Jerome Moloney, director of the UA's Arizona Center for Mathematical Sciences, has been working on developing ultra fast laser systems.

These systems "can ionize the nitrogen and oxygen molecules, for example, in the air we breathe," he said, which creates something called plasma.

Plasma "is a gas of electrons and ions," used in many ways. The first lasers were discovered in the 1960s. From that point forward, scientists have attempted to use lasers to control lightning.

"The problem with these lasers is they are very high energy...and what actually happened was the front of the laser pulse ionized the air to create the plasma, but the plasma was so dense - there were so many electrons and ions in the system - that the rest of the pulse was just absorbed or defracted away," he said.

That made the technology inefficient for creating long channels.

The new technology uses pulses. The laser pulses can ionize molecules, but the electrons are not so dense that they keep the pulse from getting through them. That makes the plasma channel, in essence, a "wire" that can conduct energy through space.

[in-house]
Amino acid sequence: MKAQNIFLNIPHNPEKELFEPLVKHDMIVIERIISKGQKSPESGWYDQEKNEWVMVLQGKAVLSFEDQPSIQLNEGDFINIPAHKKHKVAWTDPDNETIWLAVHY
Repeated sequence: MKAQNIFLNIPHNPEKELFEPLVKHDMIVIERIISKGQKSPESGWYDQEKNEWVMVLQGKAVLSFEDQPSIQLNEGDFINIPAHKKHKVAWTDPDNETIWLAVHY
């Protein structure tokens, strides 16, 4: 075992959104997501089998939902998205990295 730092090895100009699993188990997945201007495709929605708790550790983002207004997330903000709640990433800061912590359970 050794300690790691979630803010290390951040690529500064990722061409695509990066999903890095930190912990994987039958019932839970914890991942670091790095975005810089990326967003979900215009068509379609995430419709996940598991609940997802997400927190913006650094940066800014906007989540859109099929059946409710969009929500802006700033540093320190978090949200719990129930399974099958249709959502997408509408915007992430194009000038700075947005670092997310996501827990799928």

In addition to controlling lightning, by directing it away from buildings for example, these plasma channels could be used to remotely detect pollutants or even chemical agents.

Moloney is part of an international research team developing the plasma technology. Their work has been funded by the U.S. military. "Of course, any kind of remote detection is of interest" to the military, he argued.

"Their interest obviously is in the future potential rather than the short term potential of this. This is really basic science," he added.